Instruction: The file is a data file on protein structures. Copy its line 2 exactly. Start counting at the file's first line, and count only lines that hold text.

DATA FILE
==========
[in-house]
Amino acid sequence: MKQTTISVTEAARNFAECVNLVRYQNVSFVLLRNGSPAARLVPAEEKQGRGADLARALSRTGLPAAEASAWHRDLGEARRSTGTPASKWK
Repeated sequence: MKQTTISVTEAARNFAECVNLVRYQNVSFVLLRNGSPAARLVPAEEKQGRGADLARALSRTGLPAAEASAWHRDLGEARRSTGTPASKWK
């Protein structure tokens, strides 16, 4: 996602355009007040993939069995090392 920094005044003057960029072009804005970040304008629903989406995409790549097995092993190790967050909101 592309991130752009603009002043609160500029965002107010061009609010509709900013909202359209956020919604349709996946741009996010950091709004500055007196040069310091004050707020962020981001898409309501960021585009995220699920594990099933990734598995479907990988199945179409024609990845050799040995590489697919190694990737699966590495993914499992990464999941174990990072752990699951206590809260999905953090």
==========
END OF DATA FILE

Amino acid sequence: MKQTTISVTEAARNFAECVNLVRYQNVSFVLLRNGSPAARLVPAEEKQGRGADLARALSRTGLPAAEASAWHRDLGEARRSTGTPASKWK